Monday, April 19, 2010

Rimsky-Korsakov helps Mussorgsky, oder?

Book Editor discovers a first book with tantalizing possibilities, but clearly, it’s a mess. The novel it will become exists as much in Book Editor’s imagination as it exists on the page. She buys it for a nominal sum. She works many hours (mostly nights and weekends), over several drafts to coax out of Writer the best book it can be. She closely line edits the final draft. Then she goes into marketing mode, making sure the book is titled, positioned, packaged and presented properly. She makes an obsessive pest of herself, both in and out of house, in the service of the book. But in the end her and Writer’s long labors are rewarded! The novel becomes a major bestseller, launching a long career for Writer, bringing the company years of pure profit.

Three years later Book Editor is fired, with three month’s severance pay.

A book editor should participate in such a bonanza along with the publisher, agent and writer. When a book editor’s work is extensive (re-structuring, re-plotting, re-writing) and substantially contributes to the final book, a one or two or three percent royalty is not too much to ask. If a book editor is on staff at a company, such a royalty should begin only after the advance has earned out, or after some number of copies which insure the company’s target profitability have sold.

Ann Patty proposes.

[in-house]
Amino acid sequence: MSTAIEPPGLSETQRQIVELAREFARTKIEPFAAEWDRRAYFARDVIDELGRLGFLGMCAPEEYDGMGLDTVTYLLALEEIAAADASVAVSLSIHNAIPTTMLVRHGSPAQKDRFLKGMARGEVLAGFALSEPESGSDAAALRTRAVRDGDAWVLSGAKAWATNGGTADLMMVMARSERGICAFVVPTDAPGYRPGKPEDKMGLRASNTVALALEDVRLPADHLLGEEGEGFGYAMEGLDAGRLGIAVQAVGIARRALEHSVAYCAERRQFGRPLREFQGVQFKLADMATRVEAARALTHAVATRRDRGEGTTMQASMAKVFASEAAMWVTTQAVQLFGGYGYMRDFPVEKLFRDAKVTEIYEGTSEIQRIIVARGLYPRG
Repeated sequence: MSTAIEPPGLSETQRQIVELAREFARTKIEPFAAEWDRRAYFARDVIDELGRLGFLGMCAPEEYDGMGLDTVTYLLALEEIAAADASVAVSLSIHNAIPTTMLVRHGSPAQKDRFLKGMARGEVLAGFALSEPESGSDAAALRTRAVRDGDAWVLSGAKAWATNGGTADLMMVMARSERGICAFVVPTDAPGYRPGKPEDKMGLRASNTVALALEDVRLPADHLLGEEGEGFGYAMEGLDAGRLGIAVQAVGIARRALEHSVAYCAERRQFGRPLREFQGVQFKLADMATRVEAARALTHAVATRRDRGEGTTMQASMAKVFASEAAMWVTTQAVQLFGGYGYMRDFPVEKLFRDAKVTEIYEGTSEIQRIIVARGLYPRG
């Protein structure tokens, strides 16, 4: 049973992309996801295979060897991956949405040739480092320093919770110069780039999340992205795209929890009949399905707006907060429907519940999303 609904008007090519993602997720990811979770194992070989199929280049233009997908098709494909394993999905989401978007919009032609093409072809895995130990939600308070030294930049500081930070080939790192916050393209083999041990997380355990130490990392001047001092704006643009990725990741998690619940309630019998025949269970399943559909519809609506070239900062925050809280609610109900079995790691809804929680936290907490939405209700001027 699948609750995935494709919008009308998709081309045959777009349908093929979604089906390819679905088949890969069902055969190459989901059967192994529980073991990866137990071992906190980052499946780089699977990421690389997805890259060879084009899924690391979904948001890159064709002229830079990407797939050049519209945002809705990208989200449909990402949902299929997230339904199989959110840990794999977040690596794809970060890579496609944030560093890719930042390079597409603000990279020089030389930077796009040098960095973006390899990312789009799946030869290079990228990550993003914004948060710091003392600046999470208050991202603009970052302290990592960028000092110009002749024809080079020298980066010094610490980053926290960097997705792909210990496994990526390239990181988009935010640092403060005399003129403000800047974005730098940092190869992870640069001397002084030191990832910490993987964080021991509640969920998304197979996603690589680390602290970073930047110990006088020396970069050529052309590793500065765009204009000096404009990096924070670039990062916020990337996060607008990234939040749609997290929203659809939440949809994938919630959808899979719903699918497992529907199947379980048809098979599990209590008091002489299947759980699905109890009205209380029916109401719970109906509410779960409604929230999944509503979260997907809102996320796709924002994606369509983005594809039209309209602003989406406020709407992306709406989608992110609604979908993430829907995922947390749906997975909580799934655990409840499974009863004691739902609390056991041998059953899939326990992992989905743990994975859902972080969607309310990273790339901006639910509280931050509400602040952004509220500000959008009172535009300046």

Once upon a time, Best Beloved, Mussorgsky couldn't get his work put on. Rimsky-Korsakov thought he was a genius. Reorchestrated Boris Godunov so it could be appreciated by the audiences of the day - the result was, to modern ears, a good piece of work which fits nicely into the conventions of 19th-century opera. Modern audiences tend to prefer the Boris Godunov of Mussorgsky. Without Rimsky-Korsakov, of course, the work could never have been performed back in the day, and perhaps might never have survived to be known when the original could be admired.

Writers might well be willing to accept the help of a Rimsky in the short term, if this got them some money, some recognition, time to produce new work - if the work adapted to the public did not permanently displace the original version. (A book that is 'clearly a mess' at Time A may be something readers at Time B see as brilliant. Could a mass audience in the 1940s have coped with Pulp Fiction?) A slight problem is, Mussorgsky could assess the talent of Rimsky-Korsakov, because R-K was a gifted composer in his own right; writers don't normally have a chance to assess the ability of editors. If Ms Patty is the equal of Rimsky-Korsakov and doesn't get a royalty, she is certainly being short-changed.

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